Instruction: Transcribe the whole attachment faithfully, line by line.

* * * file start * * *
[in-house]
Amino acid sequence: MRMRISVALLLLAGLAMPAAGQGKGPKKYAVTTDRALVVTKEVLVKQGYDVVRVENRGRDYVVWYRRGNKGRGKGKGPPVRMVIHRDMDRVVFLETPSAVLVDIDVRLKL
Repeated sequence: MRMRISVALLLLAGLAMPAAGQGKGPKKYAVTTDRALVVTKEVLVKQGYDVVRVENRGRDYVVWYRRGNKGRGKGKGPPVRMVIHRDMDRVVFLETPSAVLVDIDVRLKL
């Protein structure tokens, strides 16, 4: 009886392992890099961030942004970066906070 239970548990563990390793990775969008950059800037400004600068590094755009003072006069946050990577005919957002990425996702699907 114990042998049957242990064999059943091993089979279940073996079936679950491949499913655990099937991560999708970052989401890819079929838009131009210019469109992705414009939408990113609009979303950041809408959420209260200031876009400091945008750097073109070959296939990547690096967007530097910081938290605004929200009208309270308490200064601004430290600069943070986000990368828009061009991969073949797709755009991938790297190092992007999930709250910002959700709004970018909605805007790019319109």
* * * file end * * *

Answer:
[in-house]
Amino acid sequence: MRMRISVALLLLAGLAMPAAGQGKGPKKYAVTTDRALVVTKEVLVKQGYDVVRVENRGRDYVVWYRRGNKGRGKGKGPPVRMVIHRDMDRVVFLETPSAVLVDIDVRLKL
Repeated sequence: MRMRISVALLLLAGLAMPAAGQGKGPKKYAVTTDRALVVTKEVLVKQGYDVVRVENRGRDYVVWYRRGNKGRGKGKGPPVRMVIHRDMDRVVFLETPSAVLVDIDVRLKL
């Protein structure tokens, strides 16, 4: 009886392992890099961030942004970066906070 239970548990563990390793990775969008950059800037400004600068590094755009003072006069946050990577005919957002990425996702699907 114990042998049957242990064999059943091993089979279940073996079936679950491949499913655990099937991560999708970052989401890819079929838009131009210019469109992705414009939408990113609009979303950041809408959420209260200031876009400091945008750097073109070959296939990547690096967007530097910081938290605004929200009208309270308490200064601004430290600069943070986000990368828009061009991969073949797709755009991938790297190092992007999930709250910002959700709004970018909605805007790019319109």